Kate Hutton, staff seismologist at the California Institute of Technology in Pasadena, has been studying earthquakes and the science behind them for more than three decades.
Nicknamed the Earthquake Lady, Hutton says seismologists can help estimate earthquake risk in various locations, increase our understanding of the physics of earthquakes, and estimate the severity of shaking in different seismic scenarios. Seismologists may also assist in emergency planning, zoning and the design of buildings and other structures that better withstand the shaking that comes with powerful earthquakes.
TBC: Depending on the source, I'm seeing the magnitude of the Tehachapi quake described as 7.3, 7.5, 7.6 and 7.7. Is there a definitive number?
Hutton: This question is complicated. First, there are several different ways of calculating an earthquake magnitude. By present standards, the best method, especially for the larger quakes, is "moment magnitude, " and the best moment magnitude value for this quake is 7.5. (Note: In simple terms, moment magnitude is a complex mathematical calculation used to estimate the total energy released in an earthquake. It is now the preferred magnitude scale in use by seismologists.)
Another issue is that the instrumentation available in 1952 was definitely not as good as what we have now, so even considering only moment magnitude, there is some uncertainty.
Still, I think almost all seismologists would agree that 7.5 is a very good estimate for the Kern County earthquake.
TBC: Here's a layman's question: Can you talk about why the much larger first quake did relatively little damage to Bakersfield, while the much less powerful 5.5 magnitude aftershock on Aug. 22 wreaked so much destruction?
Hutton: The 5.5 earthquake on Aug. 22 was much closer to Bakersfield, hence the shaking was stronger there, even though the earthquake had a smaller magnitude.
There is often confusion over the difference between magnitude, which is intended to characterize the true size of the earthquake — how much rock moved how far, say — and intensity, which is a measure of the effects of the shaking and perceptions. Ideally, an earthquake has only one magnitude and a whole map full of intensities.
TBC: In 1952, Bakersfield's population was 46,725, with about 129,000 residents in the greater metro area. Today, close to 355,000 live within the city limits, while more than a half-million people reside in greater Bakersfield. Are you able to speak to what we might expect if we had a similar string of earthquakes on the White Wolf Fault? What about the Garlock Fault?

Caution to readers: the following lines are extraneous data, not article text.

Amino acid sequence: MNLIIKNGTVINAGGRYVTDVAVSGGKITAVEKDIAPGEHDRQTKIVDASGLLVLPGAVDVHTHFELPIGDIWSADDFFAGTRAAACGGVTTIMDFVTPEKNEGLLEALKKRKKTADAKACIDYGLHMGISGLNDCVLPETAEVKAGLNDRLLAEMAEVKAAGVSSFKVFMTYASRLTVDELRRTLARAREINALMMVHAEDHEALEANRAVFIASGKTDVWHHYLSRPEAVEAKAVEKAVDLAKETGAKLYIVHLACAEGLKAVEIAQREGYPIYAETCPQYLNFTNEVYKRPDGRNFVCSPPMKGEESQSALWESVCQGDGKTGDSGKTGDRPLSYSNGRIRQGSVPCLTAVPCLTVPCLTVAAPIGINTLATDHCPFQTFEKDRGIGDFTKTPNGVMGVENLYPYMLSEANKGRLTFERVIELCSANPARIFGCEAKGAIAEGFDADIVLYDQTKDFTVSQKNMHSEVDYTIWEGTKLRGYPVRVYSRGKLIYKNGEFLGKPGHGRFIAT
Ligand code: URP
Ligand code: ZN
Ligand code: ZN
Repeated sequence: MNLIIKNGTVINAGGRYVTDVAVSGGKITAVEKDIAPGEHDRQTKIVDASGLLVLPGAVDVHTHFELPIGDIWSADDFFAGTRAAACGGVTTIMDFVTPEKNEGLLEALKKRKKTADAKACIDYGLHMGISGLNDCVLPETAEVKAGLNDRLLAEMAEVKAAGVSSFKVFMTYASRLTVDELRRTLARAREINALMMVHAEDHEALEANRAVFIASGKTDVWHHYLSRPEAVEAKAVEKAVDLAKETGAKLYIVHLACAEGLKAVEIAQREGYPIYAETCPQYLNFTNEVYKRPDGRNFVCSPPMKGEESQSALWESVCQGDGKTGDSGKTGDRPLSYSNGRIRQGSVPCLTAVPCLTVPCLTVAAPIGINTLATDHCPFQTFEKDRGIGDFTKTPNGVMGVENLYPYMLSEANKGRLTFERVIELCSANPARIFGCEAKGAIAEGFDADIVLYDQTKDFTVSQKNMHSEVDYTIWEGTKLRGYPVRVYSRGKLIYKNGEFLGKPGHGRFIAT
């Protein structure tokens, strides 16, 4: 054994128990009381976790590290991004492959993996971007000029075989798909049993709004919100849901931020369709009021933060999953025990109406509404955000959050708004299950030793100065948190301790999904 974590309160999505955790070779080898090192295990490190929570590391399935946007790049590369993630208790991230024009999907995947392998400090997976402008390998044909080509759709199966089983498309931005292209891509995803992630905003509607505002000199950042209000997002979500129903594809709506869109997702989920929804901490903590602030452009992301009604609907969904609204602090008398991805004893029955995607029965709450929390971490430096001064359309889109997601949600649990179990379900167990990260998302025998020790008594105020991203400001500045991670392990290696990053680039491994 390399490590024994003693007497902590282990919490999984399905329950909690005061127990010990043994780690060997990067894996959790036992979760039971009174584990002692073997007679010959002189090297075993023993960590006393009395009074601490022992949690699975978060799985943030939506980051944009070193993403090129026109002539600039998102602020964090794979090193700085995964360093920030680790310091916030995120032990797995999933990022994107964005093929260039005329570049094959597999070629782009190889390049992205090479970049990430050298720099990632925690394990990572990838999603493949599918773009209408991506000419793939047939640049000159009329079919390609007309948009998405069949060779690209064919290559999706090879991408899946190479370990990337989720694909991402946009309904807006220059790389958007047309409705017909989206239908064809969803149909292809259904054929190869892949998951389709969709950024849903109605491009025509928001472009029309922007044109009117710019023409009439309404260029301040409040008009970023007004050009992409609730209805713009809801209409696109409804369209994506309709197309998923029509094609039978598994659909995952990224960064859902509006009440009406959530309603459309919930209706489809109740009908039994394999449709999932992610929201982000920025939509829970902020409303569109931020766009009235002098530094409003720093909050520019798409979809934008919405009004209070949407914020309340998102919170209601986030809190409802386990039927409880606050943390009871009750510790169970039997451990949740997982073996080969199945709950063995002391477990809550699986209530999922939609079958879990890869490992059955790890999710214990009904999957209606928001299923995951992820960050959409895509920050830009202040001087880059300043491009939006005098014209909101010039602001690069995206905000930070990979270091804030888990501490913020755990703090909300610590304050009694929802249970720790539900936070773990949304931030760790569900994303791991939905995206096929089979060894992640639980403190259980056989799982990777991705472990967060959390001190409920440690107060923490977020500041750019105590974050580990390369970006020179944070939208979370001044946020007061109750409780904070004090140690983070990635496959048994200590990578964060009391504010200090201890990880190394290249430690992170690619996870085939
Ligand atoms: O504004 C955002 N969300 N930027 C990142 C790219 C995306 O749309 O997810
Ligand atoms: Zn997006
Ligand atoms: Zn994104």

Hutton: There are competing factors here. On one hand, the building codes are more stringent now than they were in 1952. We don't build unreinforced masonry anymore at all. This will reduce deaths, injuries and property damage in future large earthquakes, no matter which fault they happen to be on.
On the other side, however, population has increased and is now more widely distributed. So there is more exposure to the risk.
TBC: Bakersfield exists atop a web of seismic faults. Do those faults interact? Could a quake on one fault trigger a quake on another?
Hutton: The occurrence of any earthquake releases strain from the crust, but it also rearranges strain to some extent. In some areas there may actually be an increase. Depending on the strain level that is already present, the increment might or might not trigger another earthquake, immediately or at some later time.
As you might guess, small quakes make small changes and larger quakes make larger changes in the strain field. So it is much more common for large quakes to trigger additional earthquakes, which are called aftershocks. Most aftershocks occur along the same fault where the mainshock occurred, because that is where the largest changes in strain occur.
Occasionally, other nearby faults are affected. A good example is the Big Bear aftershock (magnitude 6.3) of the 1992 Landers earthquake (magnitude 7.3), which was on a different fault.